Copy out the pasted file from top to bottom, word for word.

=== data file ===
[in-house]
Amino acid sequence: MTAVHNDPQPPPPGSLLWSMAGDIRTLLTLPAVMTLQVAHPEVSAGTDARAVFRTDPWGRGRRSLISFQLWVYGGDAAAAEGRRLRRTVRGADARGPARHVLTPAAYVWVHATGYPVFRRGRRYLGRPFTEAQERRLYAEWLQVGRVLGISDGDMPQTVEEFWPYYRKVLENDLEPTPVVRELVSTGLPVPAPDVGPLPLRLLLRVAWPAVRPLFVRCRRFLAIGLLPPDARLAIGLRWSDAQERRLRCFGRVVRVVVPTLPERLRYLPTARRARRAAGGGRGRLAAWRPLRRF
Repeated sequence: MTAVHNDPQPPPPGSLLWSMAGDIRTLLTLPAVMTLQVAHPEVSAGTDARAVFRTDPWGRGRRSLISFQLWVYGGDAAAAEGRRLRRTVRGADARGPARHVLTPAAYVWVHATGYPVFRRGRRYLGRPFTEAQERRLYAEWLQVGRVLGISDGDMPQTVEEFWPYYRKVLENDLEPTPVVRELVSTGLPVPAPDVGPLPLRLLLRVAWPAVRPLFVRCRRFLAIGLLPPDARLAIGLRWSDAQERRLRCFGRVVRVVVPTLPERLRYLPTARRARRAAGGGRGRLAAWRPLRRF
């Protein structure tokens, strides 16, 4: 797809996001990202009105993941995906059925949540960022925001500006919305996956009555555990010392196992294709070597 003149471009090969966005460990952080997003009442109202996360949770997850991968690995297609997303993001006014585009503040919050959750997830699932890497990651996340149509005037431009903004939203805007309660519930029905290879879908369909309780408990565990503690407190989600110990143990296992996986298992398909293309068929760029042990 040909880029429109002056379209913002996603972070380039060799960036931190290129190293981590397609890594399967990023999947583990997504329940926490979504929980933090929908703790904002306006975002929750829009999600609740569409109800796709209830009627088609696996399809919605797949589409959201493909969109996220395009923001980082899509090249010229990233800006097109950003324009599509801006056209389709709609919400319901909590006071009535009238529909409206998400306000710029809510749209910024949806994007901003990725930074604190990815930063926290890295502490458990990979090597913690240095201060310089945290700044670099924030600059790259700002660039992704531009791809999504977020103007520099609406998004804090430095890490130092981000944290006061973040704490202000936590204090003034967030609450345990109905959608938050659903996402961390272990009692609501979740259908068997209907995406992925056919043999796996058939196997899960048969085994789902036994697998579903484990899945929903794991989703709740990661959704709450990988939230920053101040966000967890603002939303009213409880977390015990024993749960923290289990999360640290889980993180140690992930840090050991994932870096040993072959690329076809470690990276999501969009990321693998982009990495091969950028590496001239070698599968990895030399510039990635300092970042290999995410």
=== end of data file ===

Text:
[in-house]
Amino acid sequence: MTAVHNDPQPPPPGSLLWSMAGDIRTLLTLPAVMTLQVAHPEVSAGTDARAVFRTDPWGRGRRSLISFQLWVYGGDAAAAEGRRLRRTVRGADARGPARHVLTPAAYVWVHATGYPVFRRGRRYLGRPFTEAQERRLYAEWLQVGRVLGISDGDMPQTVEEFWPYYRKVLENDLEPTPVVRELVSTGLPVPAPDVGPLPLRLLLRVAWPAVRPLFVRCRRFLAIGLLPPDARLAIGLRWSDAQERRLRCFGRVVRVVVPTLPERLRYLPTARRARRAAGGGRGRLAAWRPLRRF
Repeated sequence: MTAVHNDPQPPPPGSLLWSMAGDIRTLLTLPAVMTLQVAHPEVSAGTDARAVFRTDPWGRGRRSLISFQLWVYGGDAAAAEGRRLRRTVRGADARGPARHVLTPAAYVWVHATGYPVFRRGRRYLGRPFTEAQERRLYAEWLQVGRVLGISDGDMPQTVEEFWPYYRKVLENDLEPTPVVRELVSTGLPVPAPDVGPLPLRLLLRVAWPAVRPLFVRCRRFLAIGLLPPDARLAIGLRWSDAQERRLRCFGRVVRVVVPTLPERLRYLPTARRARRAAGGGRGRLAAWRPLRRF
């Protein structure tokens, strides 16, 4: 797809996001990202009105993941995906059925949540960022925001500006919305996956009555555990010392196992294709070597 003149471009090969966005460990952080997003009442109202996360949770997850991968690995297609997303993001006014585009503040919050959750997830699932890497990651996340149509005037431009903004939203805007309660519930029905290879879908369909309780408990565990503690407190989600110990143990296992996986298992398909293309068929760029042990 040909880029429109002056379209913002996603972070380039060799960036931190290129190293981590397609890594399967990023999947583990997504329940926490979504929980933090929908703790904002306006975002929750829009999600609740569409109800796709209830009627088609696996399809919605797949589409959201493909969109996220395009923001980082899509090249010229990233800006097109950003324009599509801006056209389709709609919400319901909590006071009535009238529909409206998400306000710029809510749209910024949806994007901003990725930074604190990815930063926290890295502490458990990979090597913690240095201060310089945290700044670099924030600059790259700002660039992704531009791809999504977020103007520099609406998004804090430095890490130092981000944290006061973040704490202000936590204090003034967030609450345990109905959608938050659903996402961390272990009692609501979740259908068997209907995406992925056919043999796996058939196997899960048969085994789902036994697998579903484990899945929903794991989703709740990661959704709450990988939230920053101040966000967890603002939303009213409880977390015990024993749960923290289990999360640290889980993180140690992930840090050991994932870096040993072959690329076809470690990276999501969009990321693998982009990495091969950028590496001239070698599968990895030399510039990635300092970042290999995410």